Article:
Tourists and renters to be permitted in student accommodation

Change of use of up to 1,600 rooms ‘co-living by the back door’ – Marie Sherlock

Permission has been granted to convert up to 1,600 student accommodation beds across Dublin city into tourist or short-term worker apartments for the current academic year.

The decision by Dublin City Council to allow five purpose-built student facilities to be used for holiday or general rental was described by Labour Senator Maire Sherlock as setting a "dangerous precedent for co-living by the back door".

Representatives of the complexes’ owners said demand from students was set to be extremely low for the next academic year and the rooms could provide “attractive and affordable” temporary accommodation in the inner city.

The five facilities, four on the northside of the city and one on the southside, operate under the Uninest brand and were developed in recent years as purpose-built off-campus student housing. Two blocks are on Dominick Street in the north inner city, with one on the North Circular Road and another on Grangegorman Lower, close to the TU Dublin campus. The southside complex is the Tannery on Mill Street in the Liberties.


The applications for the change of use stated that while students continued to live in the schemes, demand had “significantly declined” and the units could provide “an attractively priced alternative in the hospitality accommodation sector” or housing for “employees requiring accommodation on a temporary basis”. Student and non-student residences would be segregated within the development.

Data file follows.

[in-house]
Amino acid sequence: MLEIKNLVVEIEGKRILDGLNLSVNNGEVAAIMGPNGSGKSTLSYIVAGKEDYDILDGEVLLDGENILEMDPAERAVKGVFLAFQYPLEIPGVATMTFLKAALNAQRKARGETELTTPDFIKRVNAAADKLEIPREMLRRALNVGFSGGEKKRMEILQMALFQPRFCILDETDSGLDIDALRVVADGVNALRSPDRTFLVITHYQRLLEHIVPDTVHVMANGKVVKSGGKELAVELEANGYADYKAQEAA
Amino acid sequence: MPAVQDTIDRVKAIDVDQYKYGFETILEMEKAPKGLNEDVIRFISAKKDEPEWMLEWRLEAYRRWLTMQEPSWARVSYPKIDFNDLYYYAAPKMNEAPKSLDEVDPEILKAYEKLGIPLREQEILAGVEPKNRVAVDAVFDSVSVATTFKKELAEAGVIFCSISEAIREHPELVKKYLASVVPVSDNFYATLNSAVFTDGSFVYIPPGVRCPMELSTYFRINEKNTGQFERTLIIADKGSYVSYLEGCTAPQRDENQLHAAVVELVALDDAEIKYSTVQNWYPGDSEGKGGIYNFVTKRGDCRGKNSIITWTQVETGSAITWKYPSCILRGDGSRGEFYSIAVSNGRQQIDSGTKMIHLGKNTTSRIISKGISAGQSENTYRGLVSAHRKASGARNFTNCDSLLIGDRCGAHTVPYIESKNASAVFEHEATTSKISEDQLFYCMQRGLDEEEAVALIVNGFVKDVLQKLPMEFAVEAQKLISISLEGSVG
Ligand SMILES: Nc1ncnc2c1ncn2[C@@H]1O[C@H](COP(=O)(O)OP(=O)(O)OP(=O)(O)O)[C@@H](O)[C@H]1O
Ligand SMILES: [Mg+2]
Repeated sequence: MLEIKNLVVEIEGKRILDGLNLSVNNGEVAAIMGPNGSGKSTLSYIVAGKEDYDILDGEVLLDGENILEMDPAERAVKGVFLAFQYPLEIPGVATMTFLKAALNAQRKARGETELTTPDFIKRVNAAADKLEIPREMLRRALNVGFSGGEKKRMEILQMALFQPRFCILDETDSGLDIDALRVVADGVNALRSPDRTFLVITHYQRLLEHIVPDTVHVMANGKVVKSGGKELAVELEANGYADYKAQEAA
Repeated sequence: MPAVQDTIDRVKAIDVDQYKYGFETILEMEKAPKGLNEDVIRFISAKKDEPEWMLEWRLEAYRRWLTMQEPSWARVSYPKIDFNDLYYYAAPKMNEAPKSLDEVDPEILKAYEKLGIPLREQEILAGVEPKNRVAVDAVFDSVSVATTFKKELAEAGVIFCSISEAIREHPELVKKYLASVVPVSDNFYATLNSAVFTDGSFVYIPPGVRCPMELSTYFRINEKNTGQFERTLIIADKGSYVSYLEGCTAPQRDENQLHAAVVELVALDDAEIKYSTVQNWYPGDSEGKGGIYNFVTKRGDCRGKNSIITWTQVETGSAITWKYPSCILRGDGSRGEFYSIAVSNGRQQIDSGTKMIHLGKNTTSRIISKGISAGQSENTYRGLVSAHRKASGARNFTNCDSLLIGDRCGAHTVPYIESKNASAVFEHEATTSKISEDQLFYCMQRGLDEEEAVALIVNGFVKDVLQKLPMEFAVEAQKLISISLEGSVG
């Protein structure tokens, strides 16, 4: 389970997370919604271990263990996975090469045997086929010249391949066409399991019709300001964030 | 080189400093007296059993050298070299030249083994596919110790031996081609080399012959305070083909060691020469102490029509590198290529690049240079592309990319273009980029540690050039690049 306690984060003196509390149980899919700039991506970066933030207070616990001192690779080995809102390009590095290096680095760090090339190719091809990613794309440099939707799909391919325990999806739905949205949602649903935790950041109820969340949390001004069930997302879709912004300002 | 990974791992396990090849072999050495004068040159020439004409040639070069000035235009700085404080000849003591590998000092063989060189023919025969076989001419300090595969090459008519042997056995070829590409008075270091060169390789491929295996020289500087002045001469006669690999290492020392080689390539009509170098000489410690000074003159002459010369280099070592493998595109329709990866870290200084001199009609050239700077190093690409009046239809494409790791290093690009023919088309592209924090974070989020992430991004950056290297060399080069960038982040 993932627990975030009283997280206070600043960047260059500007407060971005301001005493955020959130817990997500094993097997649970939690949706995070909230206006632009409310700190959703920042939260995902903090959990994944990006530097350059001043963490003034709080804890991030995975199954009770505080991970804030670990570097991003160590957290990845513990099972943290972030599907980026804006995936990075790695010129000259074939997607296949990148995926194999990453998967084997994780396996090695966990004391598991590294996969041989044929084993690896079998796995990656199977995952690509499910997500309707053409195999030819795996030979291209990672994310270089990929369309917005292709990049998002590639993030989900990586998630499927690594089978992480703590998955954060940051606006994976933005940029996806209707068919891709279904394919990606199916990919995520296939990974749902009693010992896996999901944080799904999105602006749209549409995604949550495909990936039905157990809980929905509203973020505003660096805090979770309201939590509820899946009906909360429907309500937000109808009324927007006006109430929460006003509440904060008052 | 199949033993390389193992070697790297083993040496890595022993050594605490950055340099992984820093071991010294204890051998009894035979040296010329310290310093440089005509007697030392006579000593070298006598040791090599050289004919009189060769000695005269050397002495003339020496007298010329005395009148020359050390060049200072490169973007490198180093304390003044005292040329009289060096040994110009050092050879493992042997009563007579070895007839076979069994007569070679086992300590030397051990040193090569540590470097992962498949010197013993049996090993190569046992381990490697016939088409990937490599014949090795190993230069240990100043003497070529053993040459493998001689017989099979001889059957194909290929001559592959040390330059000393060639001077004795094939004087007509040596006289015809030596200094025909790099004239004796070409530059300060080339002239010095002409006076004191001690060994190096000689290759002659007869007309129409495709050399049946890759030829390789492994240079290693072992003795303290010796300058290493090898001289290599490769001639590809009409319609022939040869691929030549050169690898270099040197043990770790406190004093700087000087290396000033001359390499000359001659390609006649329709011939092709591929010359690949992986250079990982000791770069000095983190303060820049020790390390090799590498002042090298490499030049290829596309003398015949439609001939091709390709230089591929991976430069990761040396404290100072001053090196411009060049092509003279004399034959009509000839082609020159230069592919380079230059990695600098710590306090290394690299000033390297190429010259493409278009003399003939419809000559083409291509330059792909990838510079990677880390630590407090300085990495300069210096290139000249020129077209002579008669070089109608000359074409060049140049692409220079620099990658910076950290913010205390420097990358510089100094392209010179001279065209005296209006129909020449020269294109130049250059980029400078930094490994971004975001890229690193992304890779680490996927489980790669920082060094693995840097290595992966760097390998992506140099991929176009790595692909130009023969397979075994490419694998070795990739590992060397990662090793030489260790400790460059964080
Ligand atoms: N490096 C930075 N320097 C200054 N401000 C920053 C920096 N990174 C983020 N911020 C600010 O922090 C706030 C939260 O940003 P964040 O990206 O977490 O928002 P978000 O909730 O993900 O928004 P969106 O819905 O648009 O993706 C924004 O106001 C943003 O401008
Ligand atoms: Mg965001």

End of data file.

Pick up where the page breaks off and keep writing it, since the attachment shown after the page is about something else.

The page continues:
Two-month restriction

The council approved the use up to May 31st with a condition that short-term lets would be restricted to two months.

However, Ms Sherlock said continuous short leases could turn student facilities into co-living developments and “dumping” so many additional beds into the tourism sector would have a crippling effect on hoteliers “already having to cope with a dramatic collapse in demand”. There was no evidence of any attempt to lower prices to attract more students she said.

The Irish Hotels Federation said it had “serious concern” over any developments that could “undermine the viability of the hotel and guesthouse sector which has already been disproportionately impacted by Government restrictions due to the Covid-19 pandemic”.

Olivia Kelly

Olivia Kelly

Olivia Kelly is Dublin Editor of The Irish Times